Aug 22, 2009

Can you Teach us in a British Accent?

No. And for the record, come on, now.

This question was posed to me a few weeks ago by a fretful student who was about to travel to London for an ESL summer learning program. Her friend, she informed me, had trouble being understood by Londoners, and she was afraid of a similar fate.

The first thing that popped into my mind was that her friend's English must be on the rotten side. I didn't say this out loud. The next thing that occurred to me was that London was one of the most diverse cities in the world; native English-speaking Londoners have actually become the minority in this hub of multiculturalism. This, I did say out loud, explaining that anyone who lives in London has to develop a pretty good ear for accented English if they want to interact with others in the city.

The student was unconvinced, and tried to compromise. "Well, instead of
can [kan], could you just start saying can [kon]?"
No! I wouldn't! But I was more amused than frustrated. English language learners often hold accent expectations that puzzle us native speakers. In East Asian ESL teaching circles, I've heard stories of language schools so fixated on clear, "proper" accents that they won't even read the CVs of teachers from Scotland or the American south. An English friend of mine was asked by her Korean employer to teach in an American accent.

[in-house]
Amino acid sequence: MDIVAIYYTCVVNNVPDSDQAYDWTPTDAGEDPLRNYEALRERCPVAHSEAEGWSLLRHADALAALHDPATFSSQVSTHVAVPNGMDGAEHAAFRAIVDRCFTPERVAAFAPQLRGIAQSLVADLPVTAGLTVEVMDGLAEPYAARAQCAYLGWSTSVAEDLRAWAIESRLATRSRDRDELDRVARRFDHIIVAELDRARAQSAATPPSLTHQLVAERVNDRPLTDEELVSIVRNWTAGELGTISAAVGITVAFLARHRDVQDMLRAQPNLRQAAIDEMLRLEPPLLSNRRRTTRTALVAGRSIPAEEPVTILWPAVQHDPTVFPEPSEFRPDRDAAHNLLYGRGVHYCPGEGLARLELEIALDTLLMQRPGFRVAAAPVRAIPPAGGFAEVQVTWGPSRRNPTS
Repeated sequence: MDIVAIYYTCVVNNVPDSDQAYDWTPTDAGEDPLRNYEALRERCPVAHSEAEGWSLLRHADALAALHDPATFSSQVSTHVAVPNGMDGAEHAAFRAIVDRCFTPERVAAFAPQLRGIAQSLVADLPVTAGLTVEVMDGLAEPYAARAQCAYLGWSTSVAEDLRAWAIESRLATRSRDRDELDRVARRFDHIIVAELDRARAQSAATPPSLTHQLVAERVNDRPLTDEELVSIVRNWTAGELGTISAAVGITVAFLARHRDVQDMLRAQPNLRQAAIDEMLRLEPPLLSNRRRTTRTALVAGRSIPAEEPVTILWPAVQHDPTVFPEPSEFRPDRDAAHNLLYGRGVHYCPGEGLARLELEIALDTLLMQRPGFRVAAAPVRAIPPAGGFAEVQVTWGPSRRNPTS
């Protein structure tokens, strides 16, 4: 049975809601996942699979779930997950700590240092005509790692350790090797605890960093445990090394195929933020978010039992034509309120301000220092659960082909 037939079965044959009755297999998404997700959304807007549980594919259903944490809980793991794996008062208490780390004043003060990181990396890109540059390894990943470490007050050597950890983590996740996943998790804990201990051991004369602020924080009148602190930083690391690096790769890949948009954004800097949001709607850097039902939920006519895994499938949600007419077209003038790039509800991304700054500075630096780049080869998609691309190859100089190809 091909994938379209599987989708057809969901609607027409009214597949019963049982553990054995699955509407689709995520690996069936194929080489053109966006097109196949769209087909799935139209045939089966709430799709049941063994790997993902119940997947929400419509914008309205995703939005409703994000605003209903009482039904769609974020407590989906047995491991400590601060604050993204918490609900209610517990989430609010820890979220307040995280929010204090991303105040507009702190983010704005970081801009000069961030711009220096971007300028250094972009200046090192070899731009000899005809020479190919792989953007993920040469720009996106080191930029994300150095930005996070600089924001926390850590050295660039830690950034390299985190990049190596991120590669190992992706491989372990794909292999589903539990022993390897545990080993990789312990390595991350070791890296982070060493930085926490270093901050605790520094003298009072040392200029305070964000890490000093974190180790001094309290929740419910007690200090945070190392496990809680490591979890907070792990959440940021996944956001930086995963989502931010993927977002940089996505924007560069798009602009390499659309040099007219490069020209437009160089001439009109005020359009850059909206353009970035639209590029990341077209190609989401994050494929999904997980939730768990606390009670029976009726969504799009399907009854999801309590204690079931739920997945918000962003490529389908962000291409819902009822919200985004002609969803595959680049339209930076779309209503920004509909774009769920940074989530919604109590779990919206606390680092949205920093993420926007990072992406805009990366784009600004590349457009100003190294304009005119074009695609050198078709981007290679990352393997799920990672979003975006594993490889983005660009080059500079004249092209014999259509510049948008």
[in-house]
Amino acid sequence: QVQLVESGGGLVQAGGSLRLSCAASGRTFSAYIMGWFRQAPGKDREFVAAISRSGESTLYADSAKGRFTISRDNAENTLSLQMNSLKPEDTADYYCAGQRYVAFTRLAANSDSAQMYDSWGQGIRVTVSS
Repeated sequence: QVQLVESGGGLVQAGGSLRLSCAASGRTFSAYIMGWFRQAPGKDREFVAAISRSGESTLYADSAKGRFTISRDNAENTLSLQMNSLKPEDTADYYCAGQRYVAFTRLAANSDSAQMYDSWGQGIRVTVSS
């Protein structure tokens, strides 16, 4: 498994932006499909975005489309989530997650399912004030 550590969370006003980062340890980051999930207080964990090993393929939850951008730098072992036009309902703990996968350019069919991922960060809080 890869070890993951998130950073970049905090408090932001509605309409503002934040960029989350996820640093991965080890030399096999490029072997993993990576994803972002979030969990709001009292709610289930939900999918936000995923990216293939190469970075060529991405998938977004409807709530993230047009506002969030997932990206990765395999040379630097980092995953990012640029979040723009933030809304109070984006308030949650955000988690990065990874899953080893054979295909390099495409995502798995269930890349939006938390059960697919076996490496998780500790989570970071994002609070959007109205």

In Thailand, my local friends held the view that, as non-native English speakers, British accents were more desirable. "British people just sound more intelligent," they would say, echoing a feeling I once held myself before spending extensive time with British holidaygoers in Thailand.

A coworker of mine recently reported that her students were puzzled by Canadian English after reading an article comparing North American cultures. "Could I learn proper English there," they asked her, "even if the people say eh after each sentence?" To them, this eh was a grammatical nightmare; an article without a noun, hanging erroneously at the sentence's end.

Now that I think about it, only one accent-related complaint might be below par, teaching-wise...

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